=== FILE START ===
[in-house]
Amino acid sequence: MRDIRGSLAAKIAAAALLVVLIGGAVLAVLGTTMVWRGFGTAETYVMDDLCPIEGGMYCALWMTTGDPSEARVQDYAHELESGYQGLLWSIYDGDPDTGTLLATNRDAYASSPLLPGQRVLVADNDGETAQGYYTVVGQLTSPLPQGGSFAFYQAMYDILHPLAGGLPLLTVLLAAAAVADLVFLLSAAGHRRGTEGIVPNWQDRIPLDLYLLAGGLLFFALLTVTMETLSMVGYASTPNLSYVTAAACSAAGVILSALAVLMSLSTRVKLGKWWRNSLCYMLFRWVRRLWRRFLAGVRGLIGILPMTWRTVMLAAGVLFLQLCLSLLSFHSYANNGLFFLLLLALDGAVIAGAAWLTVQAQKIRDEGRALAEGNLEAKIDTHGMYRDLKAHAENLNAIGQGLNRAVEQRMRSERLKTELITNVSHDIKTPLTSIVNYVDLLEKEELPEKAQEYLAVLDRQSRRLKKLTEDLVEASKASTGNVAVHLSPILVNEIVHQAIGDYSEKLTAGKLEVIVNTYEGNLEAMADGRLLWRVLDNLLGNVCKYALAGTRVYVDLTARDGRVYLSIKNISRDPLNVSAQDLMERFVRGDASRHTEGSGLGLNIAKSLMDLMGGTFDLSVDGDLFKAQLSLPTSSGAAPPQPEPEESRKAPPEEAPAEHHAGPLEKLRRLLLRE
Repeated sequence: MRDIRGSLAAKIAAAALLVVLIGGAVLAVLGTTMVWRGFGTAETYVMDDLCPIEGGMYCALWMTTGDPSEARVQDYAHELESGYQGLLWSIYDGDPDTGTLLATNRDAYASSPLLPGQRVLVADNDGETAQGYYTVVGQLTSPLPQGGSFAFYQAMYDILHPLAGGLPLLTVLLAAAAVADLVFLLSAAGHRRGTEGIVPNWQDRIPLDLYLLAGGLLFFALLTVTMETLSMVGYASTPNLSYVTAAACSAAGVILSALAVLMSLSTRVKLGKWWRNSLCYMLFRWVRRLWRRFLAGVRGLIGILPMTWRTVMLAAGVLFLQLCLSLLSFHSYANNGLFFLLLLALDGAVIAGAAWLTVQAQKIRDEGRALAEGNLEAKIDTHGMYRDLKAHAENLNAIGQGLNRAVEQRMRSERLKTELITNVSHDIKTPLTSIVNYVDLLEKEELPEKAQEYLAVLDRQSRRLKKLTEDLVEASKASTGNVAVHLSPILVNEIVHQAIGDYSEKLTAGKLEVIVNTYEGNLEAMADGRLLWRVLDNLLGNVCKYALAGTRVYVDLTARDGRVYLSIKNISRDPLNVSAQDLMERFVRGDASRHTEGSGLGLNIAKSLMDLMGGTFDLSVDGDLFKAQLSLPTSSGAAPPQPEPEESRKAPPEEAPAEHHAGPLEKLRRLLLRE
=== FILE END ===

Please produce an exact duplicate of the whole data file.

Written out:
[in-house]
Amino acid sequence: MRDIRGSLAAKIAAAALLVVLIGGAVLAVLGTTMVWRGFGTAETYVMDDLCPIEGGMYCALWMTTGDPSEARVQDYAHELESGYQGLLWSIYDGDPDTGTLLATNRDAYASSPLLPGQRVLVADNDGETAQGYYTVVGQLTSPLPQGGSFAFYQAMYDILHPLAGGLPLLTVLLAAAAVADLVFLLSAAGHRRGTEGIVPNWQDRIPLDLYLLAGGLLFFALLTVTMETLSMVGYASTPNLSYVTAAACSAAGVILSALAVLMSLSTRVKLGKWWRNSLCYMLFRWVRRLWRRFLAGVRGLIGILPMTWRTVMLAAGVLFLQLCLSLLSFHSYANNGLFFLLLLALDGAVIAGAAWLTVQAQKIRDEGRALAEGNLEAKIDTHGMYRDLKAHAENLNAIGQGLNRAVEQRMRSERLKTELITNVSHDIKTPLTSIVNYVDLLEKEELPEKAQEYLAVLDRQSRRLKKLTEDLVEASKASTGNVAVHLSPILVNEIVHQAIGDYSEKLTAGKLEVIVNTYEGNLEAMADGRLLWRVLDNLLGNVCKYALAGTRVYVDLTARDGRVYLSIKNISRDPLNVSAQDLMERFVRGDASRHTEGSGLGLNIAKSLMDLMGGTFDLSVDGDLFKAQLSLPTSSGAAPPQPEPEESRKAPPEEAPAEHHAGPLEKLRRLLLRE
Repeated sequence: MRDIRGSLAAKIAAAALLVVLIGGAVLAVLGTTMVWRGFGTAETYVMDDLCPIEGGMYCALWMTTGDPSEARVQDYAHELESGYQGLLWSIYDGDPDTGTLLATNRDAYASSPLLPGQRVLVADNDGETAQGYYTVVGQLTSPLPQGGSFAFYQAMYDILHPLAGGLPLLTVLLAAAAVADLVFLLSAAGHRRGTEGIVPNWQDRIPLDLYLLAGGLLFFALLTVTMETLSMVGYASTPNLSYVTAAACSAAGVILSALAVLMSLSTRVKLGKWWRNSLCYMLFRWVRRLWRRFLAGVRGLIGILPMTWRTVMLAAGVLFLQLCLSLLSFHSYANNGLFFLLLLALDGAVIAGAAWLTVQAQKIRDEGRALAEGNLEAKIDTHGMYRDLKAHAENLNAIGQGLNRAVEQRMRSERLKTELITNVSHDIKTPLTSIVNYVDLLEKEELPEKAQEYLAVLDRQSRRLKKLTEDLVEASKASTGNVAVHLSPILVNEIVHQAIGDYSEKLTAGKLEVIVNTYEGNLEAMADGRLLWRVLDNLLGNVCKYALAGTRVYVDLTARDGRVYLSIKNISRDPLNVSAQDLMERFVRGDASRHTEGSGLGLNIAKSLMDLMGGTFDLSVDGDLFKAQLSLPTSSGAAPPQPEPEESRKAPPEEAPAEHHAGPLEKLRRLLLRE